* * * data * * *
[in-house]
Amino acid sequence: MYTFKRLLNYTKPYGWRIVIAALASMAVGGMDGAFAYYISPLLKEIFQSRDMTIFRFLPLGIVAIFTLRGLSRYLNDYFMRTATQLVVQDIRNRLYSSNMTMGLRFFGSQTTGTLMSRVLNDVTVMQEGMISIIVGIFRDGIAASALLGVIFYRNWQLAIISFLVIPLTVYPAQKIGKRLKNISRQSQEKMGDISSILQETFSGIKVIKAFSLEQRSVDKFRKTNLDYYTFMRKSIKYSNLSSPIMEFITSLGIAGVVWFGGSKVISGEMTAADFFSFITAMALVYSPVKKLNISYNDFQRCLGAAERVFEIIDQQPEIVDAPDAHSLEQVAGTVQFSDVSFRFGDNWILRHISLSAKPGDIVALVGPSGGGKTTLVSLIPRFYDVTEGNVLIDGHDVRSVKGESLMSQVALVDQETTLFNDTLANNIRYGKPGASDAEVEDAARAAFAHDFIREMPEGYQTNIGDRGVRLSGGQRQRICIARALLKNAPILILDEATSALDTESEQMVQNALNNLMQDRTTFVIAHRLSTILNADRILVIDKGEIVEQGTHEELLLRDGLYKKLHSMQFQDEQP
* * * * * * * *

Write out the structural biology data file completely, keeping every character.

[in-house]
Amino acid sequence: MYTFKRLLNYTKPYGWRIVIAALASMAVGGMDGAFAYYISPLLKEIFQSRDMTIFRFLPLGIVAIFTLRGLSRYLNDYFMRTATQLVVQDIRNRLYSSNMTMGLRFFGSQTTGTLMSRVLNDVTVMQEGMISIIVGIFRDGIAASALLGVIFYRNWQLAIISFLVIPLTVYPAQKIGKRLKNISRQSQEKMGDISSILQETFSGIKVIKAFSLEQRSVDKFRKTNLDYYTFMRKSIKYSNLSSPIMEFITSLGIAGVVWFGGSKVISGEMTAADFFSFITAMALVYSPVKKLNISYNDFQRCLGAAERVFEIIDQQPEIVDAPDAHSLEQVAGTVQFSDVSFRFGDNWILRHISLSAKPGDIVALVGPSGGGKTTLVSLIPRFYDVTEGNVLIDGHDVRSVKGESLMSQVALVDQETTLFNDTLANNIRYGKPGASDAEVEDAARAAFAHDFIREMPEGYQTNIGDRGVRLSGGQRQRICIARALLKNAPILILDEATSALDTESEQMVQNALNNLMQDRTTFVIAHRLSTILNADRILVIDKGEIVEQGTHEELLLRDGLYKKLHSMQFQDEQP